OBJECTIVE: Smartphone applications ('apps') have the potential to improve the scalability of mental health interventions for young people, however, the effectiveness of stand-alone apps in mental health management remains unclear. This systematic review, with meta-analysis, provides an up-to-date summary of the available high-quality evidence.
METHODS: Eleven randomized controlled trials, involving a pooled sample of 1706 adolescents and young adults (age range 10 to 35 years), were identified from the Cochrane Library, Embase, Google Scholar, PsycINFO and PubMed databases. The reporting quality of studies was evaluated using the Cochrane Risk of Bias Tool 2.0 (RoB 2.0). Hedges' g effect sizes with 95% confidence intervals, p values and heterogeneity statistics were additionally calculated using a random effects model.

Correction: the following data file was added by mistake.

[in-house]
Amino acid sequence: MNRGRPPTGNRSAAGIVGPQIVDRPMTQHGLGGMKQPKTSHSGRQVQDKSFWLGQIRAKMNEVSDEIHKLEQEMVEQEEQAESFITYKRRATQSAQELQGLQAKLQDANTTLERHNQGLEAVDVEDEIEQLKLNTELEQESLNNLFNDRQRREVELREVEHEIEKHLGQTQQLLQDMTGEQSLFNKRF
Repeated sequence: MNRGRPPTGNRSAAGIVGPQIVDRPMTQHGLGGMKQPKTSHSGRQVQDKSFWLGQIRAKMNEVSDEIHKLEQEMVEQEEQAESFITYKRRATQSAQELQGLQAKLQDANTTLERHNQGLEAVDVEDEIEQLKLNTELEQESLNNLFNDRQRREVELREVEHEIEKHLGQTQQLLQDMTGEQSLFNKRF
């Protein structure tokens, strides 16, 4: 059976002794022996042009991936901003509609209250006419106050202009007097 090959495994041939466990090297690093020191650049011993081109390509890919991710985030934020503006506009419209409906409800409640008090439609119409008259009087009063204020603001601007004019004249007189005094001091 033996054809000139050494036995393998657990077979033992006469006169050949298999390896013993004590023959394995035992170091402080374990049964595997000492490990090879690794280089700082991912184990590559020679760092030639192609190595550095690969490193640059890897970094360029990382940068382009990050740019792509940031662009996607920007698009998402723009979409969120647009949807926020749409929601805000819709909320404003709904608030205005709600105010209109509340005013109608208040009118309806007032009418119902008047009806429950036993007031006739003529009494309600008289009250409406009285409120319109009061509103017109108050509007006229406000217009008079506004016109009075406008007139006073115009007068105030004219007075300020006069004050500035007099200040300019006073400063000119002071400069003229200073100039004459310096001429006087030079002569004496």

RESULTS: Study reporting quality was sound, with no trials characterized as 'high' risk. App interventions produced significant symptom improvement across multiple outcomes, compared to wait-list or attention control conditions (depression gw = 0.52 [CI: 0.18-0.84], p = .01, k = 8; stress gw = 0.30 [CI: 0.06-0.53], p = .02, k = 2). Longer-term benefits could not be established (k = 4), although individual studies reported positive trends up to 6 months post. Age was not identified as a significant moderator.
CONCLUSIONS: Smartphone apps hold promise as a stand-alone self-management tool in mental health service delivery. Further controlled trials with follow-up data are needed to confirm these findings as well as determine treatment engagement and effectiveness across diverse groups of participants.